Overall, if you're a fan of John Carpenter on any level or just love the glory days of '80s sci-fi horror, then "The Void" will deliver the goods. The usage of practical effects combined with imaginative designs allows for nightmarish creatures to come forth. The entire concept of the void itself is cool and opens up all manner of directions to interpret the story. From the moody lighting to the ambient music lurking in the background, the filmmakers capture that sense of dread where you are wondering what's right around the corner. While there are too many unanswered questions by the end, there shouldn't be anything that completely pulls you out of the story. I definitely recommend checking out "The Void" and maybe--just maybe--we will get a sequel that can expand on things further.
Notable Moment: When Carter first sees visions of the void. Such beautiful and ominous imagery, but, damn, this is disturbingly similar to the kinda shit I dream about especially the giant pyramid-looking thing. I'm unsettled since I've dreamed of these things for decades...
Final Rating: 7.5/10
The last thing I'll touch on is sequel potential since I'm left wanting more. With so much going on in the peripheral, the filmmakers could branch out in countless directions. It was never said the doctor led the cult so we could explore more about who they are and where they came from; that siren needs addressing for sure. It's also unclear how widespread this chaos was considering Carter lost contact with dispatch. Maybe make Kim and the son run into more shenanigans as they leave the hospital or those two could attempt to free Carter and his wife. Or if they need to keep things simple, say that something escaped out of the void during the short period that the gateway was opened, and Kim and the son reluctantly must stop the monsters from spreading.
Disclaimer: Contains spoilers!
Plot Summary: After awaking from a coma, and returning from war, a man attempts to get back to a normal life but is haunted by ghosts.
Review: As far as unnecessary sequels go, this surprisingly wasn't too bad. In fact, it started off with some decent ideas and scares. Unfortunately, the story goes off the rails in the last 15-20 minutes or so with a moronic final twist and lackluster resolution. I was almost about to forgive that nonsense, however, the deciding factor of lowering the score came down to the downright disrespectful representation of the previous entry. Whoever had the idea to include the son from part 1, Jake, and make him a nutcase (with no mention of his parents), needs to get beat! Didn't even have the decency to get the original actor either. Terrible.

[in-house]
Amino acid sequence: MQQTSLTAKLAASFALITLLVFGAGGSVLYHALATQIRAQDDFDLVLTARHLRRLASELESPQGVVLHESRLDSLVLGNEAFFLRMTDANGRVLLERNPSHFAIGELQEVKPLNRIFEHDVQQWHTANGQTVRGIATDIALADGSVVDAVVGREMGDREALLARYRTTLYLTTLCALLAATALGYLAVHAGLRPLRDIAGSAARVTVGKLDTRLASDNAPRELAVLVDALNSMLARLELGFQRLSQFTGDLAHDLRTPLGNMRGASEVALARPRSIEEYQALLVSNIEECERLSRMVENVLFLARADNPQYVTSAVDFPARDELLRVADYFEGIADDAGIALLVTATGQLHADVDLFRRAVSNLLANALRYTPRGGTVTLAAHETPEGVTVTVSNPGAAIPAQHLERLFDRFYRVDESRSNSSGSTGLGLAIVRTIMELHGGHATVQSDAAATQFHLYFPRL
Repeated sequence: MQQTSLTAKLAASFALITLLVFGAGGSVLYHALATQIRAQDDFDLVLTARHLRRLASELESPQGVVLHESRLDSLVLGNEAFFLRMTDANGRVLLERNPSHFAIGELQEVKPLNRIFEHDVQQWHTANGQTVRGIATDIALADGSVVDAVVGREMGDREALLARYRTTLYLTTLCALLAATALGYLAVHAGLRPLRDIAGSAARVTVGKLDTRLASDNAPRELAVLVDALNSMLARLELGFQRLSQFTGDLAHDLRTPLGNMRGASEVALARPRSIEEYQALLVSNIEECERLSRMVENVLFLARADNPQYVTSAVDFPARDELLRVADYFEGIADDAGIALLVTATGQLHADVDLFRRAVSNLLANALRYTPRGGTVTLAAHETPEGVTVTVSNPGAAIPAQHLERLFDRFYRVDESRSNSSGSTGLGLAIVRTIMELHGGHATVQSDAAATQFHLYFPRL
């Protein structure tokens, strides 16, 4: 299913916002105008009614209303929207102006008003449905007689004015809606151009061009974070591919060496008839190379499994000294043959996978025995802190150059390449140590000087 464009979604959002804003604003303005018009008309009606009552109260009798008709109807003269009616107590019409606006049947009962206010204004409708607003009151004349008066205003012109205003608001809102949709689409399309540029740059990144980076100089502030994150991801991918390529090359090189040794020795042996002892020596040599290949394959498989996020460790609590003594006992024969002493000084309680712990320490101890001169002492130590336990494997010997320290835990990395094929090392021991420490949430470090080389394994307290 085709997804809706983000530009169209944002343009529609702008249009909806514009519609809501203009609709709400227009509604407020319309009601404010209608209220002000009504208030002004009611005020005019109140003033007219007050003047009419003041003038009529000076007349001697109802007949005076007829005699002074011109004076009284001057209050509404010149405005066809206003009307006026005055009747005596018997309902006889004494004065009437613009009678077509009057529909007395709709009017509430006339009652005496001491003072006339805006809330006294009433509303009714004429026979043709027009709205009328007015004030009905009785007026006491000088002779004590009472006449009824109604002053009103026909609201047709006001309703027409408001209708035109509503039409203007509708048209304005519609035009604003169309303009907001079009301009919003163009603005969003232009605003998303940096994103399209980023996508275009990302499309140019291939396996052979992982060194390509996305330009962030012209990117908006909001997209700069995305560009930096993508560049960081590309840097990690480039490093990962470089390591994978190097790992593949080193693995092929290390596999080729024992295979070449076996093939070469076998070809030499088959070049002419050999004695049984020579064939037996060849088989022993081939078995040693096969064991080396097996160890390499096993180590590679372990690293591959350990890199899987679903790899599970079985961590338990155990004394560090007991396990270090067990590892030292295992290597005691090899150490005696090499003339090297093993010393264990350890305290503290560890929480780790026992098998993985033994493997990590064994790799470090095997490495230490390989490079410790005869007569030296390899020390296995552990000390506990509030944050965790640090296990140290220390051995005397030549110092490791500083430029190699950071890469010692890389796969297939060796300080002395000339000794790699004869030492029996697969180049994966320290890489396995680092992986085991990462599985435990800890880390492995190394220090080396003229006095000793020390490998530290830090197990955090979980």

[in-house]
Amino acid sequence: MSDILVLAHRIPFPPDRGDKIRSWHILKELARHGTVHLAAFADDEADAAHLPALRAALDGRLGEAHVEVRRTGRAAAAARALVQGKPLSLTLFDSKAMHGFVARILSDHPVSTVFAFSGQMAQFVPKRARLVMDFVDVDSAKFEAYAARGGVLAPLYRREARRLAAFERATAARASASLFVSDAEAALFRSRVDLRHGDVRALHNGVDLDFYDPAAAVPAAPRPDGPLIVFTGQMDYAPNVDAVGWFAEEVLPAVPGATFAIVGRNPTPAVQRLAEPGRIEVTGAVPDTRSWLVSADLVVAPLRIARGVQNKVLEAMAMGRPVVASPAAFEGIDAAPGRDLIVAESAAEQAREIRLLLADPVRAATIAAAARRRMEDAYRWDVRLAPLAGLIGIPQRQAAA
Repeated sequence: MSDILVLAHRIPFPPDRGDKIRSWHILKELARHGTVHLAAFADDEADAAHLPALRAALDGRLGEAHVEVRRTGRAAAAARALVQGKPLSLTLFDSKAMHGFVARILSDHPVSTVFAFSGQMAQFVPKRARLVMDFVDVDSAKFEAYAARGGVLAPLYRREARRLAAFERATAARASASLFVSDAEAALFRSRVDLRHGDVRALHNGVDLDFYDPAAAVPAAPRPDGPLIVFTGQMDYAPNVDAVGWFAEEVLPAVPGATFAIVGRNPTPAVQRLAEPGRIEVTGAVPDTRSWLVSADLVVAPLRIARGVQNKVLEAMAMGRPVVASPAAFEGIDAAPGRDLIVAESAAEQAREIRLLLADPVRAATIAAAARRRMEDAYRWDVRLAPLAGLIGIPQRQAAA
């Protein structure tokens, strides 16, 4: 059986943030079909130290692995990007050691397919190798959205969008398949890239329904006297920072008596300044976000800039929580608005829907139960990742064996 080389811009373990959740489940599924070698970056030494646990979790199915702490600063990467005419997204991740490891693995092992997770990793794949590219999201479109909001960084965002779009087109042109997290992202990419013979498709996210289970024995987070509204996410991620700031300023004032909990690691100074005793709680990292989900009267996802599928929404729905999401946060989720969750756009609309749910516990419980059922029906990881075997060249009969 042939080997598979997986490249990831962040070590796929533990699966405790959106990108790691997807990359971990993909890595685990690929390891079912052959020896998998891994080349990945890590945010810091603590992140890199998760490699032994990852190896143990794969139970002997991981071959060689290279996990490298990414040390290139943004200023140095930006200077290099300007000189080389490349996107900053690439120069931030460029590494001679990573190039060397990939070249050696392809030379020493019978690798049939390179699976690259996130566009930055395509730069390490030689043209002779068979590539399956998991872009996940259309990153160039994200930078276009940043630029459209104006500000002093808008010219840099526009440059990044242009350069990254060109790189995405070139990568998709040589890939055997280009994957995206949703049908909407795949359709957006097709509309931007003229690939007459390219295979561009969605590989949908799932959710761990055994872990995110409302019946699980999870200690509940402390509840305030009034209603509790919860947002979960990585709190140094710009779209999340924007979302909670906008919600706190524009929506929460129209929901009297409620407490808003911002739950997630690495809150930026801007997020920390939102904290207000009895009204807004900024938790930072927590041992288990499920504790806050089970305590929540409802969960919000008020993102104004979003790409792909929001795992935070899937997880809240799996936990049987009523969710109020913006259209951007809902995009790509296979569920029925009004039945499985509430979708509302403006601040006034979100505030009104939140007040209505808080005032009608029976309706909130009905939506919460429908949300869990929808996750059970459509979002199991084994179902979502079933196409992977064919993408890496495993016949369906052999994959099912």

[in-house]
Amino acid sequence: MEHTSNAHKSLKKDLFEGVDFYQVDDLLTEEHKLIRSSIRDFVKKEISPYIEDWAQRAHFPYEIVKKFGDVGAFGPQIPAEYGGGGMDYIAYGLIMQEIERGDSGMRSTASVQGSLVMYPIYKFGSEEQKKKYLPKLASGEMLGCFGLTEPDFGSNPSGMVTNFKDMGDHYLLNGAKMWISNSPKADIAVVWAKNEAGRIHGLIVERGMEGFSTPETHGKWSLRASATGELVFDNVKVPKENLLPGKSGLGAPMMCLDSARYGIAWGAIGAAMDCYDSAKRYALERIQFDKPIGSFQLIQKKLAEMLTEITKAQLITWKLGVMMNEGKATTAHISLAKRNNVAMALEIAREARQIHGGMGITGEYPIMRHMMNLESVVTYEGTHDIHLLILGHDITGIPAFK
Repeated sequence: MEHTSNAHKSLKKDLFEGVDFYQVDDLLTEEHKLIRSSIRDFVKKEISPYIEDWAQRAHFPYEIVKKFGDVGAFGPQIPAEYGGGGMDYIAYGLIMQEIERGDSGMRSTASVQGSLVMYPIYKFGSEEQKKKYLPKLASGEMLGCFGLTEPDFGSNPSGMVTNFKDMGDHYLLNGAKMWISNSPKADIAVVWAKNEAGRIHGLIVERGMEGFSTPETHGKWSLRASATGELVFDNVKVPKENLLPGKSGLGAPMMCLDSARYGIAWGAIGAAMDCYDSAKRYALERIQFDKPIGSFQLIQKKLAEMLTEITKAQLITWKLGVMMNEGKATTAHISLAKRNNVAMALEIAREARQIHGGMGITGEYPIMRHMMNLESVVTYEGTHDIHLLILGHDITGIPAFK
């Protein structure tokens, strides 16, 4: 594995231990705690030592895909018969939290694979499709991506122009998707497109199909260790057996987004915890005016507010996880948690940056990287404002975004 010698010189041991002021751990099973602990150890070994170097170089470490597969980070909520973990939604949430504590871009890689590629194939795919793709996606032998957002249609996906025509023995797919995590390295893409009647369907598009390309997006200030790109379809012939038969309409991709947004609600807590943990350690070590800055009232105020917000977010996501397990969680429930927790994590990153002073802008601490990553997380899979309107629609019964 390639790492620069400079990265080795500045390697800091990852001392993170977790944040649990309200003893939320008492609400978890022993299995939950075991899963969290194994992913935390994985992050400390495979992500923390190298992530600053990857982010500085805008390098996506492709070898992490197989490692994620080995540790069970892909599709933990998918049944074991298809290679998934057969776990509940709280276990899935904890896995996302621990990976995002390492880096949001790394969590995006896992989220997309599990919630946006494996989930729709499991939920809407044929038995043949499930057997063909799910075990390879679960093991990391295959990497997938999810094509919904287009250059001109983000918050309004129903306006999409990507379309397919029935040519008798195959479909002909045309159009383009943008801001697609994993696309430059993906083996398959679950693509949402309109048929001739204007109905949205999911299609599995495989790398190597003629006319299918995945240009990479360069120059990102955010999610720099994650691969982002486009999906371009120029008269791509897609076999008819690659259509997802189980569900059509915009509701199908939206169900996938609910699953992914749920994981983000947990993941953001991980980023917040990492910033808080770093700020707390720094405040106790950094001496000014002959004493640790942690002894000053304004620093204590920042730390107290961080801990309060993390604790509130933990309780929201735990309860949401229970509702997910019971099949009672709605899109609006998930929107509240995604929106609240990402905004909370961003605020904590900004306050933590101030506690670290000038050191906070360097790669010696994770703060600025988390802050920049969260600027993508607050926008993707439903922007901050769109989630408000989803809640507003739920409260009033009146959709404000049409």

This time around we follow Rob Lowe as the main character, Ted. Teddy's story is that he's traumatized after the war in Iraq and can't forgive himself for accidentally killing some family and this little girl who got blown up. I'm really surprised they had the balls to actually show the little girl getting blown up too. Bonus point...? Too fucked up? Oh well. Anyway, this same blast that killed the little girl put Ted in a coma, and, when he awakes, he can now see ghosts. The scares are a bit cliched and predictable, but they're effective nonetheless. I was more annoyed with Ted's insufferable fucking wife than any kind of predictability. This bitch is too fugly to deserve Rob Lowe, and it was extremely satisfying that they had sense enough to kill her off. Fuck the ghosts, I would have killed her just for all the trash talking she does. As for Jake's cameo...he's just there to look crazy in one scene and explain to Ted that he needs to drink orange juice and do whatever the ghost wants him to do. Now, the film does make you believe the ghosts haunting Ted are that family from Iraq, but, we come to learn, it's actually just one guy who Ted's son killed and wants revenge. The ghost family is just there as a red herring or maybe they're hallucinations created by guilt? It's up in the air. As to the real ghost, it wants to control Ted to kill his own son, but, instead, he, thankfully, kills the dumb wife and gets his son arrested. The film closes out with Teddy suddenly in some hospital, or whatever, still seeing that fugly bitch wife but no final zinger mercifully. Ahh...happy endings. Though, that moronic song made up for the movie keeps playing over the credits! Argh.